Some tips and tricks from the BlogHer ’10 session with Rita Arens http://surrenderdorothy.typepad.com/, Carleen Brice http://welcomewhitefolks.blogspot.com/ and Jan Sokoloff Harness http://creativeinstigation.blogspot.com/
All writers face the same dilemma at some point: the well seems dry, no new ideas develop and the page remains blank. These three authors discussed their own tips and tricks for getting into writing mode.
For some writers, physical activity makes a difference. A good workout gets the blood flowing, and with it, ideas. Sometimes mindless, repetitive activities like folding laundry can get the creative side of the brain engaged. Or, having a specific focus on a particular object can clear the mind in a useful way. One example Harness offered was taking a walk and looking only for specific things – like objects that are yellow.
One thing is for sure: it’s important for writers to be able to clear their minds, especially in our multi-tasking society.
Another technique worth trying is stepping back from your life and watching events unfold the way you’d watch television. You’ll get a different perspective this way and can even assume different roles; perhaps watch from the perspective of a kid, then from the perspective of a parent.
Writers can also put themselves in their character’s shoes:
* think about their motivation
* become absorbed in their lives
To generate writing ideas, get out of your comfort zone. Attend writing workshops. Give yourself some parameters, which can include:
* using a select number of colors
* using a select number of adverbs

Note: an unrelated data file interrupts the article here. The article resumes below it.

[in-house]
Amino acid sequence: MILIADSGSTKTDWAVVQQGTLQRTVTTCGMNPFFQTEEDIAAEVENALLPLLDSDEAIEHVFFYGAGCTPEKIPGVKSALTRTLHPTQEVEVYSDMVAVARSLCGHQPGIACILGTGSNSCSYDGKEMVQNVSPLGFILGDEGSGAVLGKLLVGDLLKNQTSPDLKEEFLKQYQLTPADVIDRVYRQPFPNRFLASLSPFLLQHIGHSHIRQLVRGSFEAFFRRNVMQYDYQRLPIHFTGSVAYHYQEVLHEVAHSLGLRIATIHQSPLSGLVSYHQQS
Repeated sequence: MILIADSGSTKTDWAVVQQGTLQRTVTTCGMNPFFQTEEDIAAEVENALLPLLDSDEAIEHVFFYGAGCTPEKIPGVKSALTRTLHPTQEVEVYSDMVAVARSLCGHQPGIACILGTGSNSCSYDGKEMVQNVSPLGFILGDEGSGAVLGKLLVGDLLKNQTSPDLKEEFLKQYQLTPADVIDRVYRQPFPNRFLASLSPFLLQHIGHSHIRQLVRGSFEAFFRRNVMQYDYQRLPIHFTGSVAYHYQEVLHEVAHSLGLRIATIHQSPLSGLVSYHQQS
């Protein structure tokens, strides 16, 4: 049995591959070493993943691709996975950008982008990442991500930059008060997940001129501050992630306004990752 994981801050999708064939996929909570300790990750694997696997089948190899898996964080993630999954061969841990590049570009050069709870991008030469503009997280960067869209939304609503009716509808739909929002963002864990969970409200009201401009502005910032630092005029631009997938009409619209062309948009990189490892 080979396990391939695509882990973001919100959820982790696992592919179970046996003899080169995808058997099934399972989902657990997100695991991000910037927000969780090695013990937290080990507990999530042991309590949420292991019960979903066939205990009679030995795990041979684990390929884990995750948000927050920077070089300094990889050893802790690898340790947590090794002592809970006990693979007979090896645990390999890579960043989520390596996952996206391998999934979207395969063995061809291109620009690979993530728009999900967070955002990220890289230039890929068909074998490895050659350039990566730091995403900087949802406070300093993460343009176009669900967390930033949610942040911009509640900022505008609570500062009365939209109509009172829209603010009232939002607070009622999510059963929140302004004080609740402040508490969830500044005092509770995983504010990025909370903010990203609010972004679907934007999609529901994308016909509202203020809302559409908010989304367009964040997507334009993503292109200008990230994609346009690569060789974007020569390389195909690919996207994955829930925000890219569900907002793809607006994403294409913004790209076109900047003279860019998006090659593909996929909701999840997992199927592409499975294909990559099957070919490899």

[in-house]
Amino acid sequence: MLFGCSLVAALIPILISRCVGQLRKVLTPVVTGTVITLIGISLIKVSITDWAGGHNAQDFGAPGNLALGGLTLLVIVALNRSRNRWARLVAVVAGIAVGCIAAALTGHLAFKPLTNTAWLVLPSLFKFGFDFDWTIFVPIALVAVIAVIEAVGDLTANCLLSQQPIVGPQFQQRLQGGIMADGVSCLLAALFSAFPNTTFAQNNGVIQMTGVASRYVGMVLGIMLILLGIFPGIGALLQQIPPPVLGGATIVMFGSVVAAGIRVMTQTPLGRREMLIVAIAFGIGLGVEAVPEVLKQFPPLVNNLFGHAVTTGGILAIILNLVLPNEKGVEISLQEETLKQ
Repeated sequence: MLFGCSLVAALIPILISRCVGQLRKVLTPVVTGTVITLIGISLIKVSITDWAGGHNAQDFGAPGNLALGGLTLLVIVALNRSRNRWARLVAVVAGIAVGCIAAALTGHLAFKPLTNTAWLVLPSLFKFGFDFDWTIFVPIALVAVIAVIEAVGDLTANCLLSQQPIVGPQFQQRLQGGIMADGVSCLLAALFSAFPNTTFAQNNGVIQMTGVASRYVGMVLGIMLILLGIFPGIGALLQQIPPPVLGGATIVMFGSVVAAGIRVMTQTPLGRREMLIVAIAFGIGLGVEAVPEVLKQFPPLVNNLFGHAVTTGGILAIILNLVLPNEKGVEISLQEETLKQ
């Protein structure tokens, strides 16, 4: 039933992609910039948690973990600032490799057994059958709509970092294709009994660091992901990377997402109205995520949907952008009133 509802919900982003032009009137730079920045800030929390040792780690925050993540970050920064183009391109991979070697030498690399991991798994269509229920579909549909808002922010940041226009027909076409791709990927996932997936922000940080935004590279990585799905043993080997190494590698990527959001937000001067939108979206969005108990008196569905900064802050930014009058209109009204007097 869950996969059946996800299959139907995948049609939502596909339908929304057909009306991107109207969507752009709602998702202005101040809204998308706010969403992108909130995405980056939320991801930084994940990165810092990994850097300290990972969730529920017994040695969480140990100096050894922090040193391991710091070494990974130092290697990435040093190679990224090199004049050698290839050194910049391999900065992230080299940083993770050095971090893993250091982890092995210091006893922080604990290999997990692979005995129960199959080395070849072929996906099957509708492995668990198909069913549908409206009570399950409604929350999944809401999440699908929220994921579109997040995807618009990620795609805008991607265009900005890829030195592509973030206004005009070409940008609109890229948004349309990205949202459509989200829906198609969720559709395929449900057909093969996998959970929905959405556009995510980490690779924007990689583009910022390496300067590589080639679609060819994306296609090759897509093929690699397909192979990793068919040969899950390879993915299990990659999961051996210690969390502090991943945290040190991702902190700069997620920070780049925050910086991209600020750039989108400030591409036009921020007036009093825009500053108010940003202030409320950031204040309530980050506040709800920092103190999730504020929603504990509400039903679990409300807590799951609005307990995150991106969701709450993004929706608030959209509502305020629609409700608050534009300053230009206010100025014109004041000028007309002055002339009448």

* using a select number of adjectives
These kinds of writing parameters force you to think a different way. But in the end, each writer should get to know what works for him or her. Most importantly, writers should not place deadlines on themselves (such as â€˜I must write 50 pages today’) but write whenever and however they can.
Make time to write daily
Each writer has a different means of finding time to write. Sneak writing in whenever you can. It might help to write when everybody else is out of the house (if that’s possible!). Write daily and learn what time of day works best for you – daytime when everyone is out of the house, or evenings when everyone is doing their own thing – whatever the time, find that writing space and stick to it. Learning to ignore the phone and email helps, too. As convenient as technology is, the phone, email, Twitter (you can move mountains if you turn off Twitter!), Facebook and the like can be a huge detriment to writing. In order to make writing a priority, many, if not all writers, need quiet. Make it happen!
Forget about the myth that if only you had a lot of free time you’d be able to write a lot. The truth is, even if you had the free time, it would probably not result in more writing (as Brice learned when she did have a lot of free time at one point; she still wrote the same amount as when she worked full-time). Getting to your writing is not about how much time you have but about consistency, and a little bit of writing daily – even 15 minutes – should be your goal.